Mason City Globe-Gazette (Newspaper) - November 16, 1942, Mason City, Iowa                             NORTH IOWAS DAILY PAPER EDITED FOR THE HOME DEPARTMENT OF HISrOBY ANO ARCHIVES CES THE NEWSPAPER THAT MAKES ALL NORTH IOWANS NEIGHBORS THIS PAPER CONSISTS OP TWO SECTIONS HOME EDITION uum T MCTIOS ONE NO 32 ALLIES POUR INTO TUNISIA Warships Sparring in New Solomons Battle ALLIES CLOSING IN ON JAPANESE BASE AT BUNA Nipponese Launch Determined Effort to Retake Solomons Posts WASHINGTON and American warships sparred with each other in a battle of maneuver Monday as allied jungle lighters closed in on the cnemy strorighold at Buna New W The navy reported lliat a de termined effort was under way by the Japanese to recapture positions in the Guadalcanal Tulagi area of the Solomon islands but said details would be withheld until the outcome of a running sea battle was de cided The action at sea was described as hit and run hide and seek touch and go Numerous enemy surface forces are active in the southeastern Sol omons in an attempt to reinforce the enemy troops now on Guad canal and to disrupt our delivery of supplies to our forces which nowoccupy shore positions in this area the engagements are continuing While official details were lack ing here the German radio broad cast a Tokio dispatch declaring tile fight would decisively in fluence the whole war situation and JM Makin Australian navy minister said in Melbourne that the outcome might determine whether Australia is invaded Continuing their ceaseless hammering of enemy ships and supplies throughout the area al lied bombers under Gen Doug las MacArthnrs command threw an umbrella over American and Australian ground troops as they converged for an attack on Buna The Australian and American columns are in contact with each other and are jointly moving in to attack said a communique The enemy under command of Lieut Gen Tomatcrc Horii now faces the allies to the west and south with the jungle and the sea at his back Our air force is attacking without respite No mention was made of an enemy convoy previously reported off New Georgia Island northwest of Guadalcanal which apparently was aimed at strengthening the Japanese forces that have been trying vainly to recapture Hender son airfield Try to Clear Up Position of Darlan LONDON IffA number of British diplomatic and politica advisers have reached French north Africa to help clear up the ambigious situation revolving about Admiral Jean Darlan the former Vichy vice premier and defense chief Darlan with the cooperation of American military officials who found him in Algiers has an DeGaulle Takes No Part in Parley LONDON Charles de Gaulle and he fighting French committee which he heads announced officially Mon day they were taking no part in allied negotions with Vichy representatives in North Africa The statement followed a confer ence between DC Gaulle and Prime Minister Churchill It added that the fighting French would not accept decisions made by the British and Americans in North Africa should the nega tions result in arrangements which would in effect confirm the Vichy regime in North Africa One 12000 ton transport in this convoy was reported set afire by allied attackers Heavy bombers also scored di rect hits on two enemy ships in the harbor at Habaul New Brit ain and started fires in the supply dump area at Malaguina and in the docks area where eight ex plosions were observed Second Round of Battle Is Raging WASHINGTON The sec ond round of the battle of the Sol omons raged on land sea and air Monday with belief increasing that this time there may be a showdown engagement between American and Japanese naval forces which Include battleships Hints of the scope of the battle came from the Pacific area Mac Arthurs airmen have reported a Japanese invasion fleet packed to the gunwales north of Guadal canal Dispatches from New Guinea quoted flyers as saying the convoy was so large we never were able to view the entire thin at one time The only definite reports of the present fighting came from the axis radio which invariably gerates claims of damage to op ponents Tokio radio reported that six allied cruisers and one de were sunktwo uisers and three destroyers damaged and 19 aircraft shot down It admitted the loss of two destroyers and damage Jo one battleship Buy War Savings Bonds and nounced that he was taking over French interests in north Africa in the name of Marshal He also has named Gen llonore Giraud the former prisoner of war whom the Ger mans found too slippery to hold as army chief in north Africa i position which American mili lary authorities previously had announced he would occupy Petain in Vichy was said by the radio there to have rebuked Dar lan for declaring an armistice with the allies repudiated Dar lan s assertion that he was actin m the marshals name and ac cused him of going contrary to orders in allowing French troops to oppose axis forces Darlan Sunday night replied that Petain no longer dared ex press his real thoughts since the Germans have occupied all France Monday the Vichy radio said Petain had declared Darlan in tncia id it stripped ot his public functions ei of know ne and military commands makn NAZI WINTER TO BE GRIMMEST SINCE 18 DAYS But Military Machine Is Mighty Will Fight Until It Is Smashed EDITORS NOTE The fol lowing dispatch has been writ ten by Joseph W Griffj Jr United Press staff correspondent who within the past five months has seen at first hand both Germany and Great Britain at war He was for three years until Pearl member of the United 1ress Berlin staff After release from internment in Germany last May he was assigned direct o London He lias just returned to the United States after five months cover tag Britain at war By JOSEPH IV GEIGG Jr NEW YORK lUKIThe British are eating better today than the Germans were on Sept 1 LJIJII 11 1939 the day Adolf Hitler marched into Poland and began the war Great Britain faces its fourth war winter well fed well clothed more confident than ever of vic tory and with high morale The Germans see before them the grimmest winter since 1918 Their homes wilt be unheatcd they will be poorly clad and fed at little better than subsistence level They already are war weary and disspiriled Their military machine how ever still packs uemencious strength There is no reason at present io doubt they will on fiercely until has been The muddle is partly occa sioned by the alarm in Fighting French quarters over even a temporary recognition 1 e in given Darlan who headed the Vichy government under Petain when collaboration with Adolf Hitler was the suiding policy of the hotelroom eovernment Some allied governments in carried II exile have expressed the belief that recognition of Darlan in the north African situation was pure ly a military expedient to expedite an armistice with the French forces that otherwise re main loyal to Vichy and that he soon would be supplanted by Gen eral Giraud or some other French leader whose loyalty to the al lied cause is unquestionable Flandin Pucheu Join New Regime LONDON rapidly growing proallied French regime m ivjorth Africa Monday was joined by Pierre Etienne Flandin former French premier and Pierre Pucheu minister of interi or in one of the Vichy govern ments f The arrival of Flandin and Pucheu in North Africa was announced hy fighting French sources here V What part these lenders would Play in the new North African French setup was not certain Flandin was closely identified in the prewar era with policies of appeasement and closer Franco German relations He attracted wide attention when he sent a telegram to Adolf Hitler after the Munich conference tri bute to the nazi leaders peaceful solution of the European crisis Pucheu had an equally long close collaboration vvnth Germany beinfr the first french industrialist to line up nis plans for German war pro duction after the FrancoGer man armistice 1 smashed on the field of battle A balance sheet of food clot li ng morale and general living conditions at the beginning of the ourth war winter is overivhelm ngly in Great Britains favor Both Britons and Germans find t hard to get n drink at all In rcrmany you have to be a black market expert or high up in the larty to get anything it all in England it is largely a mal the ropes and known if you onlStriPes Over North Africa i i i n MLLlim don to the U S by cable McMibsh iNcwsrcels association was sent from Loii Rear Admiral Callaghan Is Killed in Solomons Action Detailed Report Yet to Be Received on Loss of Cruiser Commander WASHINGTON navy if making yourself wnnt to get a ctrink of Scotch A bottle of Scotch costs around S6 today pr about double the pre war price You can buy a bottle only if you are registered at a dealers and the dealer wont register you unless you are known to him V Britain as a result of American lendlease food shipmenfs probably 15 the best fed country in Europe except Tortucal V On paper there is not a great deal to choose between the basic food rations in Britain and Ger many Meats fats eggs and sugar are rationed m both countries down to a bone minimum designed to maintain health and morale of troops and home front at an ef ficient level if you eat in n restaurant Germany you have to give up coupons for practically every thing including potatoes Two ciays a week arc meatless and on the others only a fieldkit chen stewcontaining a micro scopic piece of meat or none at all is served The restriction on restaurant meals in Great Britain is that not more than three courses may be served The basic British meat ration of about 12 ounces sliEhtly less than the German ration can be more than doubled by addition of unra tioncd liver kidney and satt saitc iud by American Icnd Icase canned meals released midcr a points system The Ocrmans have no such way of stretching their meat ration The British cheese ration re Iwlt the ji nc 11 iiv y announced Monday that Rear Ad miral Daniel J Callaghan former naval aide to President Roosevelt lad been killed in a night action n the Solomon islands where he was serving as commander of a cruiser force Callaghan 52 was naval aide to the president from 1938 until April 1941 when he assumed command of the San Francisco He was in Pearl Harbor xvhere his ship was undergoing repairs when the Japanese attacked Dec took the cruiser to the south Pacific and more recently was chief of stall to Vice Admiral Robert I Ghormley when the latter was commander of United naval forces in the south A navy spokesman describing Callaghan as a great gunnery man and a fine seaman said that which he was killed have not ye been received by the navy It was a recent action however during the current critical gle for possession of the south eastern Solomons now in its sixti day Callaghans home was ii Oakland Cal Cedar Rapids Sells Airport Bond CEDAR RAPIDS M The Cedar Rapids city council Monday sold a airport bond issue to the Merchants National bank of Cedar Rapids on an interest rate of lii per cent plus premium There were six other bidders SENTENCE 2 TO DEATH BERLIN From German Broad M TWO persons have ocen sentenced to death and 58 mpnsoned following trial in Stara Bulgaria on charges ot nurdcr and sabotage preparatory wrjvu njy tu j pound weekly more than te majority of Britons were able to consume In Germany the ration s a quarterpound monthly toffee tea and chocolate have virtually disappeared in Ger mang since the beginning of the of a pound for offce and a pound for lea re offered on the black market Chris Thomas Jr Killed in Action in Solomons Fight I mirn Iowa Marine Was Former Resident of Mason City Chris Thomas Jr 25 former Mason Cityan was killed in action in the Solomons according to word received here Saturday by M Mrs HG Martin B05 North Federal avenue No details of his death were given in th communication from the war de partment The last letter received from l bomas who was a member of the U S marine corps units partici pating in the battle for the Solo mons arrived here Nov 1 and was written Del 16 Thomas was born on the Havvev Bryant farm five miles west oi Mason City and attended rural school at Emery crossing He was a graduate of Floyd highschool Laer he moved xvith his family to Waterloo where he enlisted n the 1341 eiuisieo jn marine corps in CHRIS THOMAS JR Thomas is survived by his par ents in Waterloo where his father is employed by the John Deer company and by three brothers in the S navy One brother Frank Thomas was cited for bravery at Pearl Harbor Two brothers are stationed on the Atlantic coas one a seaman 1st class and the other on patrol duty on a navy bomber BULLETINS LONDON ffiv m a source Reuters in London saio iommel ivas rcporfed to be Munich where he had been called on the carpet by Hitler LONDON said Monday it had recorded a broadcast by he Morocco radio reporting that Adolf Hitler bad ordered German forces in Tu nisia to hold on at any cost BERLIN B c r I i radio broadcast a DNB dispatch that the axis troops had counler alfackcd against United States forces In the French prolcctorl ate with fighthiK centered at a point which the Germans de scribed as important stratcirieal 1 and This miEht be the Bizerle naval base one of the major prizes in Tunisia W V LONDON Beirut reported Monday that a big al lied convoy whose tonnasc would total six fijrurcs had ar nyed 4 Algiers from Britain without loss U S Advances on Key Base of Bizerte By EDWARD W BEATTIE LONDON powerful AngloAmerican force drove into Tunisia Monday its advance guards clashing with aii estimat ed 10000 axis troops in the Bi zerte neighborhood amid reports of a major naval battle off the African shore and indications that Adolf Hitler may attempt to shoot the works in an effort to block allied control of Africa and the Mediterranean An allied communique broad cast over radio Morocco reported the allied force spearheaded by the British first army is pushing eastward as rapidly as possible Other reports placed ifs van guard already close to the key French air bases around Bizerte which Lieut Gen Kenneth A N Anderson said were the ini tial objectives of his trootis The axis radio claimed that it least part of the Italian stiffened with rnizi warshipshad gone into action against an Anglo American naval force in the wa ters off the Algerian coast Anderson reported that 10000 axis troops already are ashore in Tunisia largely concentrated at the air bases for which his speedy armored columns are driving The nazis were pouring nil power and reinforcements inlo Tunisia despite heavy planes thus far off the Tunisian coast or blasted on the ground at Tunisian airdromes Allied observers believed this indicated that Hitler has chosen to attempt to meet the allied threat in Africa with a major effort in an attempt to keep the vital jump ing oft ground for an allied offen sive against the European main land out of Britisharid American hands if Already according to reports by the Bern radio the Italians arc maintaining a close witrli aloiif their IOIIR vulnerable coastline for any allied invasion thrusts It was believed doubtful hal the Germans have any nava strength except submarines anc possibly some motor torpedo boats in theMediterranean And it also was doubted that Hitler would he able to muster enough force in Tunisia to make possible extended resistance to the allies However it was said that the increased luftwaffe activity incii dated he is throwing into the fight everything he has available much is the British sent their cxpcdi ionary force inlo Greece dcspilu he overwhelming odds against hem Lieut Gen Dwight D Eiscn Gcn Sir Bernard lower 173000 IOWA TIRES TURNED IN Large Quantities Are Gathered at Centers DES M01NES mately 173000 tires have PbeCn urned in to Iowa concentration Imtsby Persons who had more han the five tires per automobile llovved under gasoline rationing Hallway express which is cof ectmg the tires said 78000 had een turned in here 40 000 at Davenport 30000 at Mason City nd 20000 at Sioux City Those re the only places tires are bc ng collected in Iowa Railway Express said 33 000 nl cady had been shipped to ov rnmcnt collection centers from Jcs Momcs and 45000 were still n Persons with more tlian five res were required to turn ih the xtras before they could register or gasoline rationing last week a H DJesserrailway express gent at Mason City said 15000 vcess tires have already been hipped from here and 15000 nore are now on hand with addi onal carload lots expected Buy War Savings Bonds and lamps from your GlobeGazette arricr boy Montgomery it was felt were fully prepared to complete the Kirnllel of the Greek n reverse Marshal Erwin Rommel is esti nated to have about 20000 men eft ot his original Afrika korps lus another 30000 or 40000 Ital ans However most of these men ire communications and base first line fighters FALLS TO DEATH MINNEAPOLIS UR Harold Dlwes 32 fell 40 feet from a scaf folding to his death Sunday white he was buildin cleaning a three story Weather Report MASON FORECAST CITY Cooler lUonclov afternoon becoming consider ably colder Monday night and Tuesday forenoon lowest tem perature Monday night IOWA Somewhat colder Monday and Tuesday forenoon Scat tered light showers cast por tion Fresh to moderately strong winds MINNESOTA Colder Monday night and Tuesday forenoon light to moderate snow north west and extreme north por tions beginning lats Monday night fresh to moderately strong winds IN MASON CITY GlobeGazette weather statistics Maximum Sunday Go Minimum Sunday night At 8 a m Monday 57 YEAR AGO Maximum Minimum r2 32 The figures for Sunday Maximum Saturday 54 Minimum Saturday after noon At 8 a m Sunday YEAR AGO Maximum Minimum 41 46 35 YANK AND NAZI TROOPS CLASH FOR FIRST TIME Americans Determined to Give Axis Forces Taste of Dunkerque By JAMBS M LOXG Associated Press War Editor The axis admitted Monday that it had moved German and Italian lorccs into the French protectorate of Tunisia and British and Ameri can fighting men came to grips with them there with an evident determination to give Hitler and Mussolini a taste of Dunkerque An Italian communique said Italianand German troops have landed in Tunis with Ihc ap proval of civil and military French authorities Whatever French civil and mili tary authorities the Italians had in mind in this version they ob viously did not include stout hearted French garrisons of the Bizerte naval base and the Tunis airfields who welcomed the in vaders only with bullets and put up what resistance their limited force permitted Allied sources who had said the axis troops were in Tunisia by the middle of last week estimated that the initial force aggregated 10000 and said desperate attempts were being made to reinforce them by sea and air The British and American as sault force from eastern Algeria streamed across the border into the attack apparently ready tot any issue and able to back up its bid for Bizerteaiid Tunisiawilli powerful force V This was the first regular ac tion lv UiiiteiJ Slates sroimrf troops against the Germans since lie closing ilajs Or World war 1 when the douffliboys and their French allies smashed through German defenses alone he aicuse river and drove through the Argnnnc forest in an offen sive lhat ended with the arm istice of Nov ii 1018 V In the new meeting the Ameri cans were part of a predominately British assault force under Lieut Oen K A N Anderson who de clared he wanted to smash cast us quickly as possible and kick Rommel in the pants hi coopcr with the British eighth army from Egypt Elsewhere on the European Amcvm Karfjonts Field Marshal Rommel was re ported still in flight racing doun the from Beugari to ilj Aghcila where he was expected to try one more stand on the battle field where iio stopped another British army in 194 ia battle re than 500 costly miles from Alamein Egypt and still 400 miles short of the escape port of Tripoli For the fourth time this month nglish based British bombers brought th war of bombiviought ruin home tu Italy in a 1500 mile voundtrip raid Sunday night on Genoa It was me RAFs seconci aaacl in three nights on the badly battered naval base and supply port for north Africa In Russia the red army struck in apparent determination to iaie advantage of the Germans pre occupation in norlli Africa The Russians beat olf attacks in StalnWa scored gains in the central Caucaiiir and wrested a of great tactical import nnce from the Germans on the front between Lake Ilmen mil Leningrad Kstablishment of contact be tween the Brilisli and American assault force from eastern Al Keria and the Germans and Kalians in Tunisia keystone to control of north Africi and the narrows of he central Medi terranean was announced by the allied controlled Morocco radio at 9 p m Sunday night It was not disclosed immediately wncrc the fighting had started but t seemed likely that the power ill allied force engaged liie enemy Jlope to his chief prizes Bizcrtc 0 miles cast of the Algerian bor ic1 and Tunis CO miles southeast f Buerte and 80 miles from the The Morocco radio said the axis vas working feverishly to get re nforccments by ship and plane nrough to these positions seized ast week despite resistance by trench garrisons which aside Vichy orders and fought the nvadcrs with what force they had General Andersons British American striking forcc crossed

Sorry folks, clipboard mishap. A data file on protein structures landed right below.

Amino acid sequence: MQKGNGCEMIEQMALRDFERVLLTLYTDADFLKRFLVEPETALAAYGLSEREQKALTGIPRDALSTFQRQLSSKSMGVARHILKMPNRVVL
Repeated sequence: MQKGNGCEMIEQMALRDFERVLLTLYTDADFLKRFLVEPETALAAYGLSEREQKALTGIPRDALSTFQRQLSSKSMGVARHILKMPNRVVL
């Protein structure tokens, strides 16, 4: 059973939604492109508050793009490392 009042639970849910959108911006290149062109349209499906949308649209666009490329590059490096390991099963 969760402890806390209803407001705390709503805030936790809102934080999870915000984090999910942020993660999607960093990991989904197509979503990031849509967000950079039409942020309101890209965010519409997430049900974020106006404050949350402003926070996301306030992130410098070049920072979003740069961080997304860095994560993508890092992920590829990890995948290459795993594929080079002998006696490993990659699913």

From 1607 To The Present